The Almanack of Naval Ravikant: Summary & Review

almanack of navak ravikant book cover

The Almanack of Naval Ravikant compiles many of Naval Ravikant’s insights on how to build wealth, happiness, and a good life by focusing on the few essential mindsets, skills, and habits that make the biggest difference.

the almanack of naval ravikant book cover

Exec Summary 

  • Wealth is a skill
  • Happiness is a skill
  • Find the 1% that makes all the difference, and go all-in


About the Author
Naval Ravikant is a popular figure in Silicon Valley and startup culture of the early 2000s.
He founded several successful companies and invested in some more.

People Respect Naval Because He Talks Straight

I find this passage interesting from a social skills and status point of view:

He can be as blunt as a foot to the face, but that’s part of what I love and respect about him: you never have to guess what Naval is thinking.
I’ve never had to guess how he’s feeling about me, someone else, or a situation. This is a huge relief in a world of double-talk and ambiguity.

I think it says a lot about the benefits of what we call here “straight talk”.

To learn to talk straight, Naval advice, “simply start telling it how it is”.

Apply The 80/20 Rule

Only 1% of what you do in life will make a big difference.

You never know in advance what that 1% is.
But the 99% is about finding it.

When you do find that 1% though, go all in.

Making Money Is A Skill

I like to think that if I lost all my money and you dropped me on a random street in any English-speaking country, within five or ten years I’d be wealthy again because it’s just a skillset I’ve developed that anyone can develop.

To Get Rich, Add Value

You will get rich by giving society what it wants but does not yet know how to get. At scale.


Money is how we transfer wealth. Money is social credits.
If I do my job right, if I create value for society, society says, “Oh, thank you. We owe you something in the future for the work you did in the past. Here’s a little IOU. Let’s call that money.”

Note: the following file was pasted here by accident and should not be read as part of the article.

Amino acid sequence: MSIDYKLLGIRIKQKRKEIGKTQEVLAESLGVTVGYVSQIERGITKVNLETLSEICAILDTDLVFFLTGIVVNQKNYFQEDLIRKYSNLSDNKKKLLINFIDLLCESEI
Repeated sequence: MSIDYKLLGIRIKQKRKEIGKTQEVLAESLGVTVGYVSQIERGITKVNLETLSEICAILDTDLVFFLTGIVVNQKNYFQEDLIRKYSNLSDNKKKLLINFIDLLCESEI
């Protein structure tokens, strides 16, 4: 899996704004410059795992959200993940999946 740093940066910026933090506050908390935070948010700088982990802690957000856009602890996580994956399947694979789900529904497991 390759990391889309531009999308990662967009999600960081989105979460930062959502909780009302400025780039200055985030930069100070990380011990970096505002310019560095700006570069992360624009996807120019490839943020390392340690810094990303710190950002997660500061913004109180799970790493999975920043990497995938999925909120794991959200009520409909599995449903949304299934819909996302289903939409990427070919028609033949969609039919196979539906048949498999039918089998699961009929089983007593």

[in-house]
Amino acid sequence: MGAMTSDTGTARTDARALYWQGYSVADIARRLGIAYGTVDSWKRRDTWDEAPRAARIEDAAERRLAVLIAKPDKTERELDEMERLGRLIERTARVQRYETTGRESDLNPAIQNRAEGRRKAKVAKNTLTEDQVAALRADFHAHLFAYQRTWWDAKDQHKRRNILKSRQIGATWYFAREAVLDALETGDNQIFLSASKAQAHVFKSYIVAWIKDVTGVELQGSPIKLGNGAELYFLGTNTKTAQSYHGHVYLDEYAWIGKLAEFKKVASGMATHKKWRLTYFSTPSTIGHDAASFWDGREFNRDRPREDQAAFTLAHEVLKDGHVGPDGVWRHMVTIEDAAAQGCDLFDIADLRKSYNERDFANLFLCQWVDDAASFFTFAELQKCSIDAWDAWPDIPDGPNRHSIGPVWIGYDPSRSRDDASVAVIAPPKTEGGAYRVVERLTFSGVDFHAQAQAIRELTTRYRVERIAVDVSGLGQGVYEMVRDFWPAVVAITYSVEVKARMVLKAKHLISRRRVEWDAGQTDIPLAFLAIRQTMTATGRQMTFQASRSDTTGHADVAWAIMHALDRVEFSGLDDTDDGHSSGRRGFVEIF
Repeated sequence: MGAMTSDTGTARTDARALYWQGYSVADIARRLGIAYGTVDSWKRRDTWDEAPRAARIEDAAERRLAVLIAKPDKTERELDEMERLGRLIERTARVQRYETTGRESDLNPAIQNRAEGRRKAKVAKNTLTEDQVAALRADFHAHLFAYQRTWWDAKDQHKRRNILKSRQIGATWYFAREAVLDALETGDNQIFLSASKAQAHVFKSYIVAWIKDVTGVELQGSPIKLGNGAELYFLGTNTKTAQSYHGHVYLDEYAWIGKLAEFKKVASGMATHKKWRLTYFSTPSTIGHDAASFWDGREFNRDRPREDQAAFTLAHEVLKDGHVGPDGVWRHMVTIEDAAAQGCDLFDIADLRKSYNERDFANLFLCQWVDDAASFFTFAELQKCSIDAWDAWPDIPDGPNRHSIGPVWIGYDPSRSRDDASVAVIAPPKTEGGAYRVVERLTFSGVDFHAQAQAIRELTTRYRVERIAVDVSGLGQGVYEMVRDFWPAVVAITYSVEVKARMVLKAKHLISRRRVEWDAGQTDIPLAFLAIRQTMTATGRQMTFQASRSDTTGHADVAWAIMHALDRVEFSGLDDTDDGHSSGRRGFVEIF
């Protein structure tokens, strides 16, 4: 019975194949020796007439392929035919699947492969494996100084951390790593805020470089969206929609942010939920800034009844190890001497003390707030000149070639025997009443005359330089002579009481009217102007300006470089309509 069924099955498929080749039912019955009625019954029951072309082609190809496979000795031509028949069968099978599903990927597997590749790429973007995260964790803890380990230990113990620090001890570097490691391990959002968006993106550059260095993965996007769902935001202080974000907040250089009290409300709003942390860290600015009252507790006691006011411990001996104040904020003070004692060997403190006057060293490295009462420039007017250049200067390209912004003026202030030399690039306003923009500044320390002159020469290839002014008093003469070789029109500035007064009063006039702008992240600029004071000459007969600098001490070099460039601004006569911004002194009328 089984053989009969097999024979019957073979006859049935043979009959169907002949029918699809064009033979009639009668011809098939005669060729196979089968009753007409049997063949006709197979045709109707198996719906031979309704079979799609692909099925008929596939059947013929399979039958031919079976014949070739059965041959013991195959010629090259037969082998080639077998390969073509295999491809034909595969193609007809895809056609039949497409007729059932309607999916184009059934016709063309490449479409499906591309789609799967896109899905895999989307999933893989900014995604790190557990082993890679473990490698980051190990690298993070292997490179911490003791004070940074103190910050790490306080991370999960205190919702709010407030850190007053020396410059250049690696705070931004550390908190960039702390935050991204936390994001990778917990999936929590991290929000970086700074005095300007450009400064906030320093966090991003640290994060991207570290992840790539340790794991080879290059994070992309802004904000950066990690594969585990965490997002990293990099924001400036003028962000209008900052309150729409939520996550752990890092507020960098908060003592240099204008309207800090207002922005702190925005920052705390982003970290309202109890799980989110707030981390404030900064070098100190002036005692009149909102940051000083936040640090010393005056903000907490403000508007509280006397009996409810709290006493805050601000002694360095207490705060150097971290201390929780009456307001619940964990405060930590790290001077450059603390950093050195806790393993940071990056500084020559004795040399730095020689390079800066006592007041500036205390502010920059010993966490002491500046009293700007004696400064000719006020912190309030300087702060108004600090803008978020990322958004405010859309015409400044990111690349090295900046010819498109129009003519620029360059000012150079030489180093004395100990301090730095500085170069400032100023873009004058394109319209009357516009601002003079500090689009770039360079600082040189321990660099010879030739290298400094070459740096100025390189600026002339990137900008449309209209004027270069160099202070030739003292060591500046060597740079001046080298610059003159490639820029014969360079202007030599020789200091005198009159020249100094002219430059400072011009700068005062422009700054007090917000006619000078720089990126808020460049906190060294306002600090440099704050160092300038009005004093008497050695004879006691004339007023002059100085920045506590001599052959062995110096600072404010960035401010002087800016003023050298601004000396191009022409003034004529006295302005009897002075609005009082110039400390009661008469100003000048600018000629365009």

Scientists Add The Most Value

I view scientists as being at the top of the production chain for humanity. The group of scientists who have made real breakthroughs and contributions probably added more to human society, I think, than any single other class of human beings.

I see it the same way.

Though here Naval’s take of “value creation = money” breaks down because most scientists aren’t super wealthy.

So, in truth, value creation is part of money-making, but not sufficient in itself.
Good strategies and the power principles we teach here are also part of that equation :).

Play for The Long Run

Whether in business or relationships, the best comes from long-term exchanges.

Naval uses the game theory expression of “iterated games”:

Play iterated games. All the returns in life, whether in wealth, relationships, or knowledge, come from compound interest.

Good Thinkers Know The Basics

The really smart thinkers are clear thinkers. They understand the basics at a very, very fundamental level.

I would add that even beyond the fundamental, clear thinkers are systemic thinkers.
They can put things in perspective because they understand how the whole structure-theory fits together.

Business Networking Is a Time Waste

I think business networking is a complete waste of time (…) if you’re building something interesting, you will always have more people who will want to know you. Trying to build business relationships well in advance of doing business is a complete waste of time. I have a much more comfortable philosophy: “Be a maker who makes something interesting people want. Show your craft, practice your craft, and the right people will eventually find you.”

Our note:
This is a generalization of course.